Soon after their births, my first thoughts on holding each of my children: “Thank you for this precious life.”
It remains at the core of my thoughts, grounding and shaping my actions, as a father, a husband, a friend and a physician. In the living of life and in the practice of medicine, I have witnessed and experienced the fragility of health and life, the fleeting nature of its blessings, pain and suffering. Knowing that we are mortal, each of our lives is all the more precious.
In caring for patients, I share the joys and tragedies of every patient’s life. I am privileged to participate in the births of newborns, to be the first to hold them and give thanks. I share in my patients’ lessons in life and witness their growth through challenge and adversity.
I marvel at the capacity of the body to heal itself, and I am inspired by the resilience of the human spirit.
Each life is a precious gift, and I remember this with my encounter with every patient. To be engaged in the care of their health is a privilege and responsibility.
But we each share a responsibility for one another as if we were one great family. It is a duty easily forgotten.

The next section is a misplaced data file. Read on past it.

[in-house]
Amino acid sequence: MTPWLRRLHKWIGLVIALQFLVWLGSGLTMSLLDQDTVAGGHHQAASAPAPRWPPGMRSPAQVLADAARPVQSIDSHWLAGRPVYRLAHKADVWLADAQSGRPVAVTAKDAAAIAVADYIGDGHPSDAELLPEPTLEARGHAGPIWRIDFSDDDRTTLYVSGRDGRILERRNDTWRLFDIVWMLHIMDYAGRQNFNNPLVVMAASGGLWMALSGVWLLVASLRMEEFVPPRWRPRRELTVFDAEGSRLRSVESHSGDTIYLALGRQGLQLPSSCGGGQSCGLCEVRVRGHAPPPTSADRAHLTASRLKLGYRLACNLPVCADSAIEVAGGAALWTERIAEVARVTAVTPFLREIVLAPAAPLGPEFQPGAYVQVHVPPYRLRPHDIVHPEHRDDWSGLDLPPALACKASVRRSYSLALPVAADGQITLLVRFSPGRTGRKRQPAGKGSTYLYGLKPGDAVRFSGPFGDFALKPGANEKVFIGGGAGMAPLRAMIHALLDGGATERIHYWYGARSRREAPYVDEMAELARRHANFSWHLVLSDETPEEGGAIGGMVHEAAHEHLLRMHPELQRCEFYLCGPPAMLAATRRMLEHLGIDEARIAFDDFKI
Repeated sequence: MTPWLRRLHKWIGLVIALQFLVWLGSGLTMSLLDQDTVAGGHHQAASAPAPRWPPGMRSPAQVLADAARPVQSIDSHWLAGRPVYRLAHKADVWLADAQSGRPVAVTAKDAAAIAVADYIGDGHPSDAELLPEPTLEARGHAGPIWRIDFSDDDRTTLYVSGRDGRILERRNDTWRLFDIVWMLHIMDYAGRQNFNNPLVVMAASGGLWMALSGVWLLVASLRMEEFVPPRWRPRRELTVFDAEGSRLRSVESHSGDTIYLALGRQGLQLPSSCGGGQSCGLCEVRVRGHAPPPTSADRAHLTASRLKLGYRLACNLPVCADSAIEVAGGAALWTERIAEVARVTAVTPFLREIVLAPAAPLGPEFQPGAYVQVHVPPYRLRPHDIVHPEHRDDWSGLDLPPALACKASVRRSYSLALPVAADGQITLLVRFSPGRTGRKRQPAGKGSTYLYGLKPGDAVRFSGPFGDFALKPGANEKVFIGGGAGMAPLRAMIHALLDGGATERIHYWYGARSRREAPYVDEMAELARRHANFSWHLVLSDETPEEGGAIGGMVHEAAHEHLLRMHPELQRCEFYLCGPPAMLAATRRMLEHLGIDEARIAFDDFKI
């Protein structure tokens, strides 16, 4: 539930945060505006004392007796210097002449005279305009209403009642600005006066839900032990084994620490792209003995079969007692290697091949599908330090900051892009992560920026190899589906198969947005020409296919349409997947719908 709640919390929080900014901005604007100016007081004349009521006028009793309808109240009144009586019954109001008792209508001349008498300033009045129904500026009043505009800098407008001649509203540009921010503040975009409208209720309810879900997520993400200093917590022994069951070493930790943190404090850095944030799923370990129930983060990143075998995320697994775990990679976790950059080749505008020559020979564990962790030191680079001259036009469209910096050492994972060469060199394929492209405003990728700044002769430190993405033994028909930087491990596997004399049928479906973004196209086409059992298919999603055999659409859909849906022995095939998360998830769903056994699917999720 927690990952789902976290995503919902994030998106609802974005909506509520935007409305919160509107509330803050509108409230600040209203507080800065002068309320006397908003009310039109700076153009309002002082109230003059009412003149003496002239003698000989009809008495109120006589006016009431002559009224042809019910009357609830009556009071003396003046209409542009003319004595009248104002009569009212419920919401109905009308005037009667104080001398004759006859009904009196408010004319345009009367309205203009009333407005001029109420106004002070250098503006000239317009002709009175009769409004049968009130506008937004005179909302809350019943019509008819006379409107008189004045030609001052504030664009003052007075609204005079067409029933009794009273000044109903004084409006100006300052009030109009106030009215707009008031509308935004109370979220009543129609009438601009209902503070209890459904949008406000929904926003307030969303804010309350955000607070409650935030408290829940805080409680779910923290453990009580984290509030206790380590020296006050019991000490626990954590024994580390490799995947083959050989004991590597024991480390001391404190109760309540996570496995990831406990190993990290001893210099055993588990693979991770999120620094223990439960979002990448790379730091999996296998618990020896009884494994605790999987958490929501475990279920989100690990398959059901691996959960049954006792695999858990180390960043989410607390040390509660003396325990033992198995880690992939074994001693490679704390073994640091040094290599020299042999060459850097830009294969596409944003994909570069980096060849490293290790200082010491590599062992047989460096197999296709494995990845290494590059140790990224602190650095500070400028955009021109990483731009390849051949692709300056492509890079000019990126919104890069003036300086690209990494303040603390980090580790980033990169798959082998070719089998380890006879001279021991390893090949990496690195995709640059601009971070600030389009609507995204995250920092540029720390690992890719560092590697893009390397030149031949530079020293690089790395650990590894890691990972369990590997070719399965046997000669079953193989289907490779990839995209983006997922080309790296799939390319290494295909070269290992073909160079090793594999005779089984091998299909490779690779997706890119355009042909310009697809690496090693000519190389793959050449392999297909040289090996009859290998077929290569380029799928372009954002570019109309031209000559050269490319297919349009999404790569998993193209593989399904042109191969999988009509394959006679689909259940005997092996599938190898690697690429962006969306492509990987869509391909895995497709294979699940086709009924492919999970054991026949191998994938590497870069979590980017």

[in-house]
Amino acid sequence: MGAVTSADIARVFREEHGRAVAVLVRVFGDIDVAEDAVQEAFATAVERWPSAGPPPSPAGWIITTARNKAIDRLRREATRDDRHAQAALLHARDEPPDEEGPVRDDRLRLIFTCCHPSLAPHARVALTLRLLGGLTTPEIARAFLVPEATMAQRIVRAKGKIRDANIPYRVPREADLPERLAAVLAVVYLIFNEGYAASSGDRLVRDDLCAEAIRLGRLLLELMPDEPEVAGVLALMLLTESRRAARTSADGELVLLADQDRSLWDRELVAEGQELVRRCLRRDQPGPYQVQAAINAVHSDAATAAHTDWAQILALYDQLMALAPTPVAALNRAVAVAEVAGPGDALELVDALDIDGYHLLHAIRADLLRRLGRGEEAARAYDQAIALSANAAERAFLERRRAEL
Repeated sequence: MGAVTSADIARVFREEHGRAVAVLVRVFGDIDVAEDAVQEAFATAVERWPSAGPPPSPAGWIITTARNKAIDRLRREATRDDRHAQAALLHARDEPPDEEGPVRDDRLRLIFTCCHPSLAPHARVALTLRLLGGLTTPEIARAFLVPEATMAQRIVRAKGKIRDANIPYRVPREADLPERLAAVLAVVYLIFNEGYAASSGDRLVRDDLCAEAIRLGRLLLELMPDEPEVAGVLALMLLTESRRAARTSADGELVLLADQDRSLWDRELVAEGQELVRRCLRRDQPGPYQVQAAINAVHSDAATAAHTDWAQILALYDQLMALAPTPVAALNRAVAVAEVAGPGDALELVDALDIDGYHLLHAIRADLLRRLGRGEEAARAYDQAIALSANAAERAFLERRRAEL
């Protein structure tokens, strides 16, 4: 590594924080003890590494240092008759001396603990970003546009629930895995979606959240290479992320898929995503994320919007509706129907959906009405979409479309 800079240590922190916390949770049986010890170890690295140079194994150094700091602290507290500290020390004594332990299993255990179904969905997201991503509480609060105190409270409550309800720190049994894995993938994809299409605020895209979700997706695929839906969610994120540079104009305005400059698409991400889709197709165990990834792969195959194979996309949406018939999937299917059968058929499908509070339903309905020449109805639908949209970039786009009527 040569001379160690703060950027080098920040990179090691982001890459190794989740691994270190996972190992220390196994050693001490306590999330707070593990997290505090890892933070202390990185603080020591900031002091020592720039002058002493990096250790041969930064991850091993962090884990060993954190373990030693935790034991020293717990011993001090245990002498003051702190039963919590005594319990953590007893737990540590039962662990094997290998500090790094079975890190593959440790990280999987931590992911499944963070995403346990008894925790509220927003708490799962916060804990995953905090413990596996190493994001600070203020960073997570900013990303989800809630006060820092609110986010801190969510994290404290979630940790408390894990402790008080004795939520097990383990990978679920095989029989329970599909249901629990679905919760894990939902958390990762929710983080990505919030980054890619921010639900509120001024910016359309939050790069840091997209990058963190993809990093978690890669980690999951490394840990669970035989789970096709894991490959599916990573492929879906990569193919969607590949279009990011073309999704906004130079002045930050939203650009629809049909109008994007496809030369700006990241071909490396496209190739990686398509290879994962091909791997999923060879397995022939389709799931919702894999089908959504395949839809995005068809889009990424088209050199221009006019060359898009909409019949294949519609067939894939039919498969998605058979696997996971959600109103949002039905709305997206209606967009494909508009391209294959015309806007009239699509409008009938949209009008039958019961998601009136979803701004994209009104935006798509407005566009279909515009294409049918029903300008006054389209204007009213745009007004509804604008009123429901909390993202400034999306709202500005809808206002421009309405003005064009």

Most of us approach each day as if we will live forever. It is preferable to living in fear. I have counselled patients who were so consumed with the anxiety of losing loved ones that they failed to appreciate the time they had together. When their loved ones were gone, they realized how much more they had lost.
Some dads don’t take the time to enjoy family time when their children are young. They soon discover that toddlers too quickly become teens and adults, and that time has been lost forever.
We each have a capacity to harm one another. Fortunately, most of our daily sins are of omission and neglect. We take the people in our lives for granted – not only family and friends but also the people we meet each day. We do not seize every opportunity to be helpful and to give what is most needed. We fail to connect.
Your life is a rare and unique gift . . . but not one to keep for yourself. Don’t waste your life, talents and time on the trivial. Don’t get lost on the wrong paths – the fast lane of materialism, the slow, meandering road of mindlessness, or the lonely highway of narcissism and self-interest.
We are meant to travel together. We are dependent on others and they upon us. We are carried and we carry others. We can inspire and be inspired. We are better together, and together we can travel deeper and farther, discovering places in the world and in ourselves that would otherwise remain unknown.
Before you rise in the morning, consider a prayer of appreciation: “Thank you for this precious life.”